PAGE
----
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Anti-Inflammatory Diet-Part 3: How to Eliminate Inflammatory Foods

anti-inflammatory Diet -How to Eliminate Inflammatory Foods

Just do it.

So by now, you know which foods can cause inflammation in the body and which foods actually help fight inflammation. If you’re just seeing this series now, check out the other two posts in this series here.

There are really only 2 ways to eliminate these types of foods from your diet.

  1. Cold Turkey
  2. Gradually

Personally, I’m more of a cold turkey kind of girl. When you’re trying to reduce inflammation, and it is UNCOMFORTABLE, all a person wants is relief. Even just a little relief. The best way, and the fastest way, is to just get rid of the foods that cause inflammation. Don’t risk it.

I started by eliminating dairy, refined sugars, gluten, and peanuts, then I removed soy products. Of course, this is a challenge because most of those items are in a lot of processed foods. Even some that we think of as healthy foods. (granola bars, anyone? Loaded with soy and sugar.)

Become a label reader. Pay attention to that ingredients list. That’s where you’ll decide if this is something you should have or if it’s going to cause an inflammatory response.

A couple of weekends ago, I was out of town on business and had a fabulous tomato basil soup. About 30 minutes later, I noticed the joints in my hands aching and discomfort in my knees and feet. I was having trouble sitting still because everything was achy. Sure enough, there was cream in the soup. Dairy. UGH.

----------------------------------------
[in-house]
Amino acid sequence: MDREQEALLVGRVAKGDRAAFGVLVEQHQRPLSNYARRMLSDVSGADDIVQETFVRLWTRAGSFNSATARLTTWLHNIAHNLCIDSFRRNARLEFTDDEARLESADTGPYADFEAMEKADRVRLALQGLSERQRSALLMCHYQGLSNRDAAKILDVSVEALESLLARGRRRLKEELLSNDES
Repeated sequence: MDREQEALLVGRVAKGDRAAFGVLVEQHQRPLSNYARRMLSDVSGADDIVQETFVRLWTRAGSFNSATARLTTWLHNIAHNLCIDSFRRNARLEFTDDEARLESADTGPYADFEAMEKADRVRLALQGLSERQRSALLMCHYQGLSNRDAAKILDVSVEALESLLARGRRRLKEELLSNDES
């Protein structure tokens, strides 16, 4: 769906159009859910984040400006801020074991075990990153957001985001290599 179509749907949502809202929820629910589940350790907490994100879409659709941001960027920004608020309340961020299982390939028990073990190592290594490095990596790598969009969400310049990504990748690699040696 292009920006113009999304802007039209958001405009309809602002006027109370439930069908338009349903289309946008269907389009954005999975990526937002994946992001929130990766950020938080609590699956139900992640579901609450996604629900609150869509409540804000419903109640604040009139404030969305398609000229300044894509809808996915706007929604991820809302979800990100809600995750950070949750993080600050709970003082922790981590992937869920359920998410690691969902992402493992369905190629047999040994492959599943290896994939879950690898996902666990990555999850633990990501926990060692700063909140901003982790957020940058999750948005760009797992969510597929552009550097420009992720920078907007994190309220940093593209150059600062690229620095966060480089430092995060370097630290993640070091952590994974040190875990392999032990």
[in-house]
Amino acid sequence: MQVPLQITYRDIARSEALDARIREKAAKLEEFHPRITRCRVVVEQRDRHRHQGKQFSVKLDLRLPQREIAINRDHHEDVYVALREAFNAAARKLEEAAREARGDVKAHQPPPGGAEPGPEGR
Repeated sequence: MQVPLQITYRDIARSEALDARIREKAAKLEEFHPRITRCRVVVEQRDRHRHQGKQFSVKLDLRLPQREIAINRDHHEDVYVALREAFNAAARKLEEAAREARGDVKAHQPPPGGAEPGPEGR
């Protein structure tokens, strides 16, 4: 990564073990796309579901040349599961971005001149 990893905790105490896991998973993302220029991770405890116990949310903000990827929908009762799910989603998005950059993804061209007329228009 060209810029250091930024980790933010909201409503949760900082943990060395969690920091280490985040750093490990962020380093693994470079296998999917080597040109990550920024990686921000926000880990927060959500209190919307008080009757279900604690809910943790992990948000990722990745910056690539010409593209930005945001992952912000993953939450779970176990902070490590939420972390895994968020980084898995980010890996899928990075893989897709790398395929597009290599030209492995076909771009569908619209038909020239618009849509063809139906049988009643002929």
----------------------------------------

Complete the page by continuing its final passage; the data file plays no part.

You can do this by trial and error and eliminate one thing at a time, but the truth is that even if you don’t have a “sensitivity” to one of these foods, it can still cause an inflammatory response.  It’s best to remove them all for the best results.

What about special occasions, like birthdays and there’s cake? Well, no one wants you to stop enjoying life and living, but it’ll be up to you how much you think it’s worth to have that piece of cake or slice of pizza. I’ll admit to having a treat every now and then, but I will tell you that I do pay a price for it. After that soup, I was achy for several days. It takes a while for the inflammatory response to subside, sometimes as long as 21-23 days. Keep that in mind when that petit four is calling your name.

One thing I haven’t mentioned before is alcohol. You should keep this at a minimum mainly for the detox aspect of it, but it does contain a lot of sugar that can cause some issues in the gut with yeast and other bacteria.

Just throw the stuff away.

I know it seems wasteful, but if it’s there, you’ll be tempted to eat it. Give it away if you can, or just toss it. Then don’t keep those things in your house to tempt you into falling into a painful inflammatory trap.

What the heck can I eat?

Aim to keep lots of fresh fruits and veggies in the house at all times. Not only will these nutritious foods help cleanse and detox your system, it’ll help wean you off of the addictive flavors of sugary, processed foods.

Keep it simple. Limited ingredients, simple recipes. You can do this! If I can do it with the crazy life I lead, so can you! Find a support system and tell family and friends what you’re trying to do and why. Ask for their support and help. Before you know it, you’ll be on your way to a less painful life where flare-ups are minimal.

Water is essential.

There are so many reasons I could list why you should be drinking water all day, but the main one that relates to this is that it is an essential detox agent and will help keep your cells hydrated and functioning at their best. Cheers!


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